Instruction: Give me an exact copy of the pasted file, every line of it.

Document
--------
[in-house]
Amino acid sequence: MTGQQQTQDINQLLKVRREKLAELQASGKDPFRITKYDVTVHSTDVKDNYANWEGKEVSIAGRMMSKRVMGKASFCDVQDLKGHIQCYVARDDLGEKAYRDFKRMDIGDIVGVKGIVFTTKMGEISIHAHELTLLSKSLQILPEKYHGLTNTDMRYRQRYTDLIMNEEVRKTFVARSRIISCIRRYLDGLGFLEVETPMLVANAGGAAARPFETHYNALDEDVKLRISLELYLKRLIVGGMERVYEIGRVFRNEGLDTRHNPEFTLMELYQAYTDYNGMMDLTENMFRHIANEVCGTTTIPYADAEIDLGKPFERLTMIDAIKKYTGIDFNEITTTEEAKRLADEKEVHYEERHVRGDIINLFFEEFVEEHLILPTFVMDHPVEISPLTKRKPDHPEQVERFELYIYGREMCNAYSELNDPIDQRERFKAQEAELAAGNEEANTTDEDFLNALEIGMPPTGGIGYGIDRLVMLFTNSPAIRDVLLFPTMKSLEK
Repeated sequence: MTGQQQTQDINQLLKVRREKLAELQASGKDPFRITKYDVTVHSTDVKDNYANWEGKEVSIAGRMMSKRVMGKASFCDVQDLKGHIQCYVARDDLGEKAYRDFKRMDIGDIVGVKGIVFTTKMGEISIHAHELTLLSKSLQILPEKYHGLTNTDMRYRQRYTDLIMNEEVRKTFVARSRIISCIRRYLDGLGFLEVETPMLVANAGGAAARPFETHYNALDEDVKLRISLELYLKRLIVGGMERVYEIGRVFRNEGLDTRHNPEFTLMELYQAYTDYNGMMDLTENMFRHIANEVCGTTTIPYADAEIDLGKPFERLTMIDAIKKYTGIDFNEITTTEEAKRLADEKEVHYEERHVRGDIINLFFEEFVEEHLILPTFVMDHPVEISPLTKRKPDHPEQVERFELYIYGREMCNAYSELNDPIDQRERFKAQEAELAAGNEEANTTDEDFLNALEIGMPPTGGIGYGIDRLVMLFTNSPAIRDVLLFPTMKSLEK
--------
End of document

[in-house]
Amino acid sequence: MTGQQQTQDINQLLKVRREKLAELQASGKDPFRITKYDVTVHSTDVKDNYANWEGKEVSIAGRMMSKRVMGKASFCDVQDLKGHIQCYVARDDLGEKAYRDFKRMDIGDIVGVKGIVFTTKMGEISIHAHELTLLSKSLQILPEKYHGLTNTDMRYRQRYTDLIMNEEVRKTFVARSRIISCIRRYLDGLGFLEVETPMLVANAGGAAARPFETHYNALDEDVKLRISLELYLKRLIVGGMERVYEIGRVFRNEGLDTRHNPEFTLMELYQAYTDYNGMMDLTENMFRHIANEVCGTTTIPYADAEIDLGKPFERLTMIDAIKKYTGIDFNEITTTEEAKRLADEKEVHYEERHVRGDIINLFFEEFVEEHLILPTFVMDHPVEISPLTKRKPDHPEQVERFELYIYGREMCNAYSELNDPIDQRERFKAQEAELAAGNEEANTTDEDFLNALEIGMPPTGGIGYGIDRLVMLFTNSPAIRDVLLFPTMKSLEK
Repeated sequence: MTGQQQTQDINQLLKVRREKLAELQASGKDPFRITKYDVTVHSTDVKDNYANWEGKEVSIAGRMMSKRVMGKASFCDVQDLKGHIQCYVARDDLGEKAYRDFKRMDIGDIVGVKGIVFTTKMGEISIHAHELTLLSKSLQILPEKYHGLTNTDMRYRQRYTDLIMNEEVRKTFVARSRIISCIRRYLDGLGFLEVETPMLVANAGGAAARPFETHYNALDEDVKLRISLELYLKRLIVGGMERVYEIGRVFRNEGLDTRHNPEFTLMELYQAYTDYNGMMDLTENMFRHIANEVCGTTTIPYADAEIDLGKPFERLTMIDAIKKYTGIDFNEITTTEEAKRLADEKEVHYEERHVRGDIINLFFEEFVEEHLILPTFVMDHPVEISPLTKRKPDHPEQVERFELYIYGREMCNAYSELNDPIDQRERFKAQEAELAAGNEEANTTDEDFLNALEIGMPPTGGIGYGIDRLVMLFTNSPAIRDVLLFPTMKSLEK